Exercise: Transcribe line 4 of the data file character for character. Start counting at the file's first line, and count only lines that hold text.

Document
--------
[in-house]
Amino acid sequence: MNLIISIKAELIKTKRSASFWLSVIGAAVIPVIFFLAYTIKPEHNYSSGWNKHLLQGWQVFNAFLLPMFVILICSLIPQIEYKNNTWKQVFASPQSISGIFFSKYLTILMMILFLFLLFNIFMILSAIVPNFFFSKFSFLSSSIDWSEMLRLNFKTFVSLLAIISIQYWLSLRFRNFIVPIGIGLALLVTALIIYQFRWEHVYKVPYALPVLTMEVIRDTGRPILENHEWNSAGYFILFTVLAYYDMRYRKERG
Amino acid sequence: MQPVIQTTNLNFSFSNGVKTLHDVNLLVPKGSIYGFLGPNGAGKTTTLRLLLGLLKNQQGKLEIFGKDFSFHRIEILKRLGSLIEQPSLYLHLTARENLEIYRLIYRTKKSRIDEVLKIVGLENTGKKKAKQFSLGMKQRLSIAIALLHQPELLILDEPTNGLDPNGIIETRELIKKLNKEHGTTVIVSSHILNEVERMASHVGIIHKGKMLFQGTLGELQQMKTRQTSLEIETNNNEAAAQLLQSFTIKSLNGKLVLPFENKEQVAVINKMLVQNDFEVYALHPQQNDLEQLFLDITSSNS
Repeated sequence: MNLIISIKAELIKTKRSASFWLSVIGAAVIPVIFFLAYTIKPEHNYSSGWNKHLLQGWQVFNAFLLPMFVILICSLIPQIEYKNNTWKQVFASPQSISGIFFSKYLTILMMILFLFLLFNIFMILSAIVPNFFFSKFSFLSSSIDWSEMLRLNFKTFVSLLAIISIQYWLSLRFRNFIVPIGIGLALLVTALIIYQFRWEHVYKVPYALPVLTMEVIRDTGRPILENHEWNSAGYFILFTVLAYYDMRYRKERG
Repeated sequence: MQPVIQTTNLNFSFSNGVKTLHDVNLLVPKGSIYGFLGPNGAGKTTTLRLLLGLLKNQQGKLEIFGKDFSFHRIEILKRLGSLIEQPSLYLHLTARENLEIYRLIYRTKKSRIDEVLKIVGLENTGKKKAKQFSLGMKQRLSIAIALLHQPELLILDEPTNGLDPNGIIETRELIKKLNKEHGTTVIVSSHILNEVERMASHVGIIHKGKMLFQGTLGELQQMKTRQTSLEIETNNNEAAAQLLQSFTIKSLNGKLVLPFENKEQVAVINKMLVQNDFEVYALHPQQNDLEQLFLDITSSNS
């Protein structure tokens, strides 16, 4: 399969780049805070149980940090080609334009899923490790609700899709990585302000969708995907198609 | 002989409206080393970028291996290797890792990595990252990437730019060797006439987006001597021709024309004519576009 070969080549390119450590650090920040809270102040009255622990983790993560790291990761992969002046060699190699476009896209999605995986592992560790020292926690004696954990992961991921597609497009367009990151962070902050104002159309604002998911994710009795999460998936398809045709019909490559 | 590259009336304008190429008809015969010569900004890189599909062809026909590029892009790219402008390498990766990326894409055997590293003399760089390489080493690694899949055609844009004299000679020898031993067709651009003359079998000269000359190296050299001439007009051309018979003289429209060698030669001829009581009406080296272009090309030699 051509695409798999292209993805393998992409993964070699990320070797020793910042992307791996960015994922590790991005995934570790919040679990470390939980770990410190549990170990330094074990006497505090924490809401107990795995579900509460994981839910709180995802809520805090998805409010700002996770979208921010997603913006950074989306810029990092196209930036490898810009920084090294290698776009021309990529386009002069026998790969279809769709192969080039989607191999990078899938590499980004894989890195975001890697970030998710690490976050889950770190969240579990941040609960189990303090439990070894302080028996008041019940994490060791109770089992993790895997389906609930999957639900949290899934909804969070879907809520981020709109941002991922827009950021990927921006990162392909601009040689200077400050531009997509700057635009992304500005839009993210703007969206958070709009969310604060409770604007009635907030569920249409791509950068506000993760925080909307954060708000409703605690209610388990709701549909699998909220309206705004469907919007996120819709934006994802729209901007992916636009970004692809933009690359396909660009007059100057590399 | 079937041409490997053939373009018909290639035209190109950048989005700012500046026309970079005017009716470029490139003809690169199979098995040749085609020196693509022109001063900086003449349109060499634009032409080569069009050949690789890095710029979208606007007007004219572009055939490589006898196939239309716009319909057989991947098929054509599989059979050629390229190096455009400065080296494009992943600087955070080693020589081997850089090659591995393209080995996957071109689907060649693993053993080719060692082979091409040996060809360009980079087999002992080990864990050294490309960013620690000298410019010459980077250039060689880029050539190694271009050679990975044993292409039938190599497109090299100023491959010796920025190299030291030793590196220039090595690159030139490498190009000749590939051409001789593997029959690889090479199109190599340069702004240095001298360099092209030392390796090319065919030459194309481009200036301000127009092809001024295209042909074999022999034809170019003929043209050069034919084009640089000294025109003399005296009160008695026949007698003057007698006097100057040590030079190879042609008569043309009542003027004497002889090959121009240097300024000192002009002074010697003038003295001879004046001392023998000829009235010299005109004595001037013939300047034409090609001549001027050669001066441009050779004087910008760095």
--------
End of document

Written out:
Repeated sequence: MNLIISIKAELIKTKRSASFWLSVIGAAVIPVIFFLAYTIKPEHNYSSGWNKHLLQGWQVFNAFLLPMFVILICSLIPQIEYKNNTWKQVFASPQSISGIFFSKYLTILMMILFLFLLFNIFMILSAIVPNFFFSKFSFLSSSIDWSEMLRLNFKTFVSLLAIISIQYWLSLRFRNFIVPIGIGLALLVTALIIYQFRWEHVYKVPYALPVLTMEVIRDTGRPILENHEWNSAGYFILFTVLAYYDMRYRKERG